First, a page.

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How to talk about COVID risk without alienating your friends and family

Even when we think we agree about masks, testing, and vaccines, personal decisions are complex.

By Schuyler Velasco

One of the biggest challenges throughout the COVID-19 pandemic, for public health leaders and individuals alike, has been communication: How to bridge the gaps when people have wildly different ideas about risk, safety, and the protective measures worth taking. Experience senior editor Schuyler Velasco spoke to Elizabeth Glowacki, a professor of public health and communication at Northeastern University, about how to navigate delicate conversations around COVID risk — especially as gathering in person becomes routine again.

Let’s start with a hypothetical: I’m planning a big trip with friends from across the country. We all agree on the big questions around COVID: masks are good, vaccines are good, we should get tested. But it turns out it’s not so straightforward. Maybe testing isn’t accessible to everybody. Or some people want to wear masks inside the house, and some don’t. How do you manage those disputes where the risk tolerance is in a gray area?
Risk is essentially perception. People may perceive a risk that is not necessarily a true threat to their health, or they may not perceive a threat that actually is a threat to their health. One of the aspects of messaging that health communication researchers work on is communicating the appropriate amount of risk to the public. Start off acknowledging that every individual perceives risk a little bit differently. Then, go from there to having conversations that might be a bit difficult to engage in.


“It’s important to separate people from the problem.”

Elizabeth Glowacki, Northeastern University professor of public health and communication

What can you do when your loved one’s risk tolerance feels incompatible with yours?
Distinguish between positions and interests. This is a point that’s brought up a lot in conversations about conflict management and negotiation. My position is what I believe on the surface. For example, “I think masks are effective.” What you want to do is dig a little deeper. That’s when you start to tap into interests. Why is it that you think masks are so effective? What are the underlying motivations and values here? That can be very helpful for facilitating some of these trickier conversations.

Let’s talk about concrete strategies for these conversations. Are there specific words you can use? What are the specifics of good communication?
Number one, you always want to start from a place of empathy. In my classes, we talk a lot about the realization that we all operate from different values. We all have different attitudes. We all have different life experiences. Recognizing that, and then entering into a conversation with empathy: “I would like to understand more about how you see the world. How can we work toward finding something that benefits the both of us?”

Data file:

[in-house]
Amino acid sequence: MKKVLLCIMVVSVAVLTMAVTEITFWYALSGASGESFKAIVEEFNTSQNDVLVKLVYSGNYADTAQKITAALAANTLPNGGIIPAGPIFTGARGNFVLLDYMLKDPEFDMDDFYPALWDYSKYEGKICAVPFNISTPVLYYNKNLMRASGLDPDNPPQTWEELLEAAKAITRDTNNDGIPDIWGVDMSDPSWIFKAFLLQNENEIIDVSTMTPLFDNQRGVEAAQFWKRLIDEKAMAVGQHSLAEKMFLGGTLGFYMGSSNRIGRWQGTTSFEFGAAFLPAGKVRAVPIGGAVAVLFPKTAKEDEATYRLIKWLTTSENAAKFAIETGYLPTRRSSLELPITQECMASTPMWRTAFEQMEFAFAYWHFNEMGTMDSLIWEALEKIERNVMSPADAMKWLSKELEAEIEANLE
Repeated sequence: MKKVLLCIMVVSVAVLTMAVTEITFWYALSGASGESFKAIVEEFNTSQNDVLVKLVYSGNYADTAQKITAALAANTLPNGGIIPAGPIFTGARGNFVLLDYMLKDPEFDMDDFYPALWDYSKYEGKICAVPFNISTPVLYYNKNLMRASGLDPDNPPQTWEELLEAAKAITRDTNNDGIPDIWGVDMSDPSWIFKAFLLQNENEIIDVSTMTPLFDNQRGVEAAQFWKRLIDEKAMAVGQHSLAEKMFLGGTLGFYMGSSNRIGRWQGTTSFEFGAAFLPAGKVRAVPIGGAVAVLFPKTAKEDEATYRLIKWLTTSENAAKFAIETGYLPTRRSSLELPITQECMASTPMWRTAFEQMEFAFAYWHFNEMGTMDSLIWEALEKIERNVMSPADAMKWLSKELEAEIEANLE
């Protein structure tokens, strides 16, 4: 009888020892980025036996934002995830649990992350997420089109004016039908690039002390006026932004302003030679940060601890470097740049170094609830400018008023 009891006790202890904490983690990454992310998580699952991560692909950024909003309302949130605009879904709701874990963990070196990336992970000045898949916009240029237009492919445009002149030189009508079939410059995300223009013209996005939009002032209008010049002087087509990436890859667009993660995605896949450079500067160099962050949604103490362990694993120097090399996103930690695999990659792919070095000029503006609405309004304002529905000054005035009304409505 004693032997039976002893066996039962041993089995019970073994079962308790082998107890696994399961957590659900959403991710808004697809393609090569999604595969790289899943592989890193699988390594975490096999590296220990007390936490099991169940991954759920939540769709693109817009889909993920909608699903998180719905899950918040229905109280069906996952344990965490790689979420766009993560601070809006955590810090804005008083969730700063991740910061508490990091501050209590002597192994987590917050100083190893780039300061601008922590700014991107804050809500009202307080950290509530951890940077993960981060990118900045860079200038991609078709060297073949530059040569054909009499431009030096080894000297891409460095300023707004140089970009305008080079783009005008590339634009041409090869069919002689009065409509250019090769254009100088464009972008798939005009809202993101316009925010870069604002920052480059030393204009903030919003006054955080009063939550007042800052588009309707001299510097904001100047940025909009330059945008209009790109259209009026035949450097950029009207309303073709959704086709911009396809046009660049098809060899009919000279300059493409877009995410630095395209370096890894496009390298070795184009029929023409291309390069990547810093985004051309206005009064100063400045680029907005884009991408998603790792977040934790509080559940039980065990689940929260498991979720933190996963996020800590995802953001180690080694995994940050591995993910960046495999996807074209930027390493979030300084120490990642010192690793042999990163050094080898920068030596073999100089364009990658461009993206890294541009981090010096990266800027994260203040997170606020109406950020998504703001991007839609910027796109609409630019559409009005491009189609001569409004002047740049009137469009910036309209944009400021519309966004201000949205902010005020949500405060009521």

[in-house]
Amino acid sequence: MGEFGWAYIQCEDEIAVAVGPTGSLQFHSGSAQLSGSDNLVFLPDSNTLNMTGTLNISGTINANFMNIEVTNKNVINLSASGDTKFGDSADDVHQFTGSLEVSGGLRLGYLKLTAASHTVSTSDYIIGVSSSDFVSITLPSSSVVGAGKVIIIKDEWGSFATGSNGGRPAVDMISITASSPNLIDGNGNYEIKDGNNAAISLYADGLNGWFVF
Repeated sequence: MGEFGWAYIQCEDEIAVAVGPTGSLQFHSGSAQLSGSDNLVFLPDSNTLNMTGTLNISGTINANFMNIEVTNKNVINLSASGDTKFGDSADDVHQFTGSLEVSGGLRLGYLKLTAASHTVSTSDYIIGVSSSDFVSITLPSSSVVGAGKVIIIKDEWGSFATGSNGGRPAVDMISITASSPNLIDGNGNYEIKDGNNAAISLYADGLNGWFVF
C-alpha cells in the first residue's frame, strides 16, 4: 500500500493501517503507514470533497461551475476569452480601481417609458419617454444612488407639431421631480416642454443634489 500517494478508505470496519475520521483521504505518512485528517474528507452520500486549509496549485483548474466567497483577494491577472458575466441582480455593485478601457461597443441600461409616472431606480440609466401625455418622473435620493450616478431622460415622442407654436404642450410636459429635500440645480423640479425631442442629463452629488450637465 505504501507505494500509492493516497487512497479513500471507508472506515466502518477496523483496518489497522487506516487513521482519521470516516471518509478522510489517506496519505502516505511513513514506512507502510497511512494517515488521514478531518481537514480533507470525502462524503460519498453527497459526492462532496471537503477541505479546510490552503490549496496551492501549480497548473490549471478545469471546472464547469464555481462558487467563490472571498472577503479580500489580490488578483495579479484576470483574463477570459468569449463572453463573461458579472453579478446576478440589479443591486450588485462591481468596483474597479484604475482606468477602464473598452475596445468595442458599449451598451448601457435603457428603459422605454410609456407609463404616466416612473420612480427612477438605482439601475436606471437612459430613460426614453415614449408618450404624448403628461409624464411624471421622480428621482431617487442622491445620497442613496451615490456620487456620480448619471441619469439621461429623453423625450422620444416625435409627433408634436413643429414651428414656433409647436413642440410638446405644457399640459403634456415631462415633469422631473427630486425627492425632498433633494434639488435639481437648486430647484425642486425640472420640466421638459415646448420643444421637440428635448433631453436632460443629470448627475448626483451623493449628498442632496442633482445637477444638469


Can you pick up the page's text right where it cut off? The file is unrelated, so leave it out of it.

It’s also important to separate people from the problem. One of the reasons conflict escalates is that people attack the individual rather than address the behavior that’s bothering them. That can lead the other person to shut down or come back with something critical. You want to be very specific about the behavior that is bothering you, not immediately resorting to criticizing or judging the other person. And use “I” statements. If you start a phrase with “you,” that individual’s much more likely to shut down; whereas if you start with “I” — “Here’s how I feel about this. Here’s what I would like you to know,” the person is much more likely to be receptive to what you have to say.

Once you start the conversation off right, is there a truly a path to reaching an agreement on these issues?
You want to be explicit about options that benefit everyone. We might recognize that the two of us have different values, the two of us have different beliefs, but is there some type of common ground that we can establish? Managing conflict is much easier if you can recognize points of mutual interest and points of mutual gain.

I also think it’s helpful to ask yourself, before you have these kinds of conversations: Why do I care so much about this? Is it better to have this conversation, or is it better to just walk away? If you know you’re emotionally charged, if you’re not able to articulate your feelings to the extent that you’d like to, it might be better in some instances to just walk away from it.

How do the conversations we’re having around COVID right now compare to other fraught conversations we have in other parts of our lives — for instance, about topics like safe sex or exclusivity in romantic relationships?
These topics become stigmatized.  There’s a need to communicate more openly in a way that allows them to become more normalized. My hope as a health communication researcher is that some of that language carries over into other topic areas — specifically with regard to testing. I think it’s really important that we create spaces where people can have conversations about these issues.

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Schuyler Velasco is Experience’s Senior Editor.

 

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